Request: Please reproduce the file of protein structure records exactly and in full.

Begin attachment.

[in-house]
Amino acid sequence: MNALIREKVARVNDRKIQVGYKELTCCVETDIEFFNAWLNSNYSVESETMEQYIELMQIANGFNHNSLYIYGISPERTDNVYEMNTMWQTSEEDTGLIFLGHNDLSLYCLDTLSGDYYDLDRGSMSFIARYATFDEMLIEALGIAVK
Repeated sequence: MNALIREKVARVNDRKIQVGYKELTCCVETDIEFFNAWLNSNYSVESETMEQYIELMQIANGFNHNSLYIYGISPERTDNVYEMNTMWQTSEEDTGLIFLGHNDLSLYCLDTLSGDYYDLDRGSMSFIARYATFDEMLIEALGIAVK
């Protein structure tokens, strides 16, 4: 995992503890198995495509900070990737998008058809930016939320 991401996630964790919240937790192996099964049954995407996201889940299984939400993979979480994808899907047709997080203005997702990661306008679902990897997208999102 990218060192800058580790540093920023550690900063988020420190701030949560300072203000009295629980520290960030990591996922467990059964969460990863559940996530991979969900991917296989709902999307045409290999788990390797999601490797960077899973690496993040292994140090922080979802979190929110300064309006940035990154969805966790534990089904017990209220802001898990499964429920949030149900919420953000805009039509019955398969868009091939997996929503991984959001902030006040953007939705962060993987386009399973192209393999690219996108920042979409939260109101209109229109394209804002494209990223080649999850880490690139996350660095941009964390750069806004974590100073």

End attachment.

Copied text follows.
[in-house]
Amino acid sequence: MNALIREKVARVNDRKIQVGYKELTCCVETDIEFFNAWLNSNYSVESETMEQYIELMQIANGFNHNSLYIYGISPERTDNVYEMNTMWQTSEEDTGLIFLGHNDLSLYCLDTLSGDYYDLDRGSMSFIARYATFDEMLIEALGIAVK
Repeated sequence: MNALIREKVARVNDRKIQVGYKELTCCVETDIEFFNAWLNSNYSVESETMEQYIELMQIANGFNHNSLYIYGISPERTDNVYEMNTMWQTSEEDTGLIFLGHNDLSLYCLDTLSGDYYDLDRGSMSFIARYATFDEMLIEALGIAVK
């Protein structure tokens, strides 16, 4: 995992503890198995495509900070990737998008058809930016939320 991401996630964790919240937790192996099964049954995407996201889940299984939400993979979480994808899907047709997080203005997702990661306008679902990897997208999102 990218060192800058580790540093920023550690900063988020420190701030949560300072203000009295629980520290960030990591996922467990059964969460990863559940996530991979969900991917296989709902999307045409290999788990390797999601490797960077899973690496993040292994140090922080979802979190929110300064309006940035990154969805966790534990089904017990209220802001898990499964429920949030149900919420953000805009039509019955398969868009091939997996929503991984959001902030006040953007939705962060993987386009399973192209393999690219996108920042979409939260109101209109229109394209804002494209990223080649999850880490690139996350660095941009964390750069806004974590100073």